November 30, 2010

Living with open windows

Category: Things Jim hasn't figured out.

Turns out this is a broad, broad category with many, many things of various shapes, sizes, and importance. Importances? That can't be right. Add basic grammar to the list.

One of these things is Puerto Rican weather. It's still very hot. It is the tropics, after all, but I don't know if this is going to last forever. Maybe it gets comfortably cooler someday. In Juana Diaz, the average high drops from 91 in summer to 87 in winter. Apparently, that's enough of a change for Puerto Ricans to shy away from the beaches and buy jackets at Old Navy when they put 'em on the racks. But: I'm learning what it's like to live with your windows open, all the time. I sleep with the windows open, the atmosphere creeping in through the shutter slits.*

When people nearby are burning things, I smell campfire. When someone starts their car in the morning just outside my window, I get a deep breath of exhaust. And each morning, there comes this point shortly after I come out of deep sleep but long before I need to get up, when my sense of smell brings me out of my dreams and back to the reality that I'm living by the ocean, and as I lay there I can smell the salt in the air and there's a peace about it. And I hear everything: The ocean, the cars whizzing down PR-1, cats fighting mere feet away from my sleeping ears. Turns out the Marshall cat is a bully.

Add Going to the Movies in Puerto Rico to the list. Yesterday, Julio and I went to see Unstoppable. Fantastic movie, by the way. A timetable:
2:05: We sit down, and there's nothing on the screen. iPod touch time.
2:15: Posted showtime. Still nothing on the screen. No music. Nada.
2:17: Commercials/previews begin. They're mixed in with each other.
2:48: AFTER 31 MINUTES OF COMMERCIALS AND PREVIEWS THE MOVIE FINALLY STARTS. I thought maybe something was wrong. I wanted to go find someone and ask them why there was no movie, why we were only seeing previews and commercials when I had paid $3.50 to see Denzel Washington race against time to stop a runaway train carrying toxic chemicals in this non-stop thrill-ride also starring Chris Pine and Rosario Dawson. All the while, we were freezing. You would people living in a tropical culture would prefer keep the thermostat a little higher, like out of the 50s. People bring sweatshirts and coats to the movies. Maybe ones they bought at Old Navy. Also, it was too loud. But I don't want to complain.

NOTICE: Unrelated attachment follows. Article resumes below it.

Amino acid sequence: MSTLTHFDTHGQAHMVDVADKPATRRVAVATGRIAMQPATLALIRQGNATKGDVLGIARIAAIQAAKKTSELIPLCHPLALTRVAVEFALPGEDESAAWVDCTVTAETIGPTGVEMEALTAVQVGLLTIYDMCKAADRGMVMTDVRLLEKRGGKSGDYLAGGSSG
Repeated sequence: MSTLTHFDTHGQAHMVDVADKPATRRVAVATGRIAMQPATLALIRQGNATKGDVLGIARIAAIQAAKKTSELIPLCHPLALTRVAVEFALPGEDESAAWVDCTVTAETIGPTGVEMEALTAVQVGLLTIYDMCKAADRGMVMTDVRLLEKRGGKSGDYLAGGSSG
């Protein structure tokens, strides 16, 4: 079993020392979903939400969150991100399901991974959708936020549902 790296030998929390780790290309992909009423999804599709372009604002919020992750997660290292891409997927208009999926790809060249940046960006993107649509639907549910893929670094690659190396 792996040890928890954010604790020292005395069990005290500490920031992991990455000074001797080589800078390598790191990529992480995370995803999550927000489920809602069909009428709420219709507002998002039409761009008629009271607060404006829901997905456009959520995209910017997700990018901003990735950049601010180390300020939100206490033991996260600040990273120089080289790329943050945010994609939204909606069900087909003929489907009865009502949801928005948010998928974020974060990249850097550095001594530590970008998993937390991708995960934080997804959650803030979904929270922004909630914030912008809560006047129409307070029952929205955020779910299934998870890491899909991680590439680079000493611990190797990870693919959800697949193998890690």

Really, I don't.

I am not a curmudgeon. It's a Grace Adventures-ism to choose your attitude, because when you begin to be cynical and skeptical, you can only view the world through that lens, and everything gets flavored a little more sour than it really is. I feel compelled to tell you I like it here a lot. But it's the peculiar stuff that is worth mentioning. After all, no one wants to hear that I spent Sunday afternoon lying in a hammock between two coconut trees, reading the Hobbit. Without a fruity, frozen beverage.

People who get to come here for a few days or a week usually can only take a handful of reactions home. A few that are easy pickins': The people are really crazy, dangerous drivers. They only eat rice and beans. It's so hot. There are lots of fast food places, and they're not fast. There are lots of bugs, and some of them are really big. The movies start late and they crank the AC so you freeze. There are mangy dogs everywhere. Some of the cats are mean.

Those might very well be the first things on kids minds when they return home and are asked about their mission trip. But I hope they've had much deeper reactions than a few natural and cultural oddities. That's not why they come, that's not we host them, that's not what missions are about.



Speaking of things I don't have figured out... But that's a topic for later.

*Not to be attempted as a tongue twister, ever.

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